They spent the last two days hiking the trails in the park as a family. Now, at dusk on the Seventh Day, a community of five families gathered at the base of the Spire, talking quietly among themselves. No one said it, but they all knew it was very near. The moon was a blood orange, wicked and sinister, poking through the metallic colors in the sky. Jodie held her kids near her, relishing every second, knowing each one could be their last. Ronnie looked up at her, a smile on his face.
"I love you, momma," Ronnie said, hugging her belly.
"I love you too, Ronnie." Jodie wanted to cry, to tell him what was going on. It felt like a betrayal to keep it from him. It would be to tell him. "Did you have fun today?"
He nodded eagerly. "A lot. Can we come back here next year?"
Jodie's heart broke. "I hope so," she said. "I really do." President Hombs' speech once again flashed through her mind. Relinquish any hope that you may be clutching. This is an irrefutable and inescapable event... She wanted to be mad at somebody, something, but all of her anger burned out with two blasts from a shotgun. A strange peace filled in its place, coated heavily with a dose of catastrophe.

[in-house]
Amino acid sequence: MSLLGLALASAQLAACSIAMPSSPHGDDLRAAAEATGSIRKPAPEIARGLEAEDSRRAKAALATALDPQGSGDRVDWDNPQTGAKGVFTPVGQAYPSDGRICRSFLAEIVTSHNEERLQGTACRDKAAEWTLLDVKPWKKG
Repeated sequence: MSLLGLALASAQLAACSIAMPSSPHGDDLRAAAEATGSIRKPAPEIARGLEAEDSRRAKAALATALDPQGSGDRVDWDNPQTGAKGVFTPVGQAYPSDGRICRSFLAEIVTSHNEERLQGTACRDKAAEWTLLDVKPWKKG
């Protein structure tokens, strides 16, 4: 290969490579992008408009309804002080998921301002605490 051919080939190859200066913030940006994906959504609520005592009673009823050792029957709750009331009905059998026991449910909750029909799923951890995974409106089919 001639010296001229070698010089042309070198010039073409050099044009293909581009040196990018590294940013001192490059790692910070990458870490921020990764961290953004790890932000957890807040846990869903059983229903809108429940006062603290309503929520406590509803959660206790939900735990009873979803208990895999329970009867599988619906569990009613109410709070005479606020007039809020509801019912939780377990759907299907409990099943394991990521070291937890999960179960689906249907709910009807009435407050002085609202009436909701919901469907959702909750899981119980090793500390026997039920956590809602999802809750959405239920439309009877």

The sky began to flicker, like a loose fitting lightbulb. Stars began disappearing. Kyler wrapped his arms around her other leg, squeezing tight. "I love you, Mom. I love you, Ronnie," he said.
Ronnie laughed. "I love you, too, bubby." Wind howled, buffeting the Spire with a furious assault. "Is it always this pretty out here in the country?"
Tears were flowing unashamedly. "Yeah, always. The city lights drown out a lot." She didn't know if Kyler could hear her over the wind.
The moon vanished. A second later the Spire followed. Jodie's breath caught in her lungs. I love you boys.
Time failed. The planet ceased rotating, ceased orbiting. Atomic reactions turned inert. All matter dissolved away, leaving nothing behind.
That's it. My personal challenge was to make a story focusing on the letters H-M. Most obviously it had to do with the title, but the title also reflected a thematic element, too, I think. Does it wrap up neat enough, or does it leave you aggravated that I didn't say what happened between Jodie and Darrel? Are the discrepancies between the world of this story and our world too subtle (i.e., former President Austen, the St. Louis Nationals, etc.)? Do they even matter?
Whatever. I hope you enjoyed. Thanks for reading!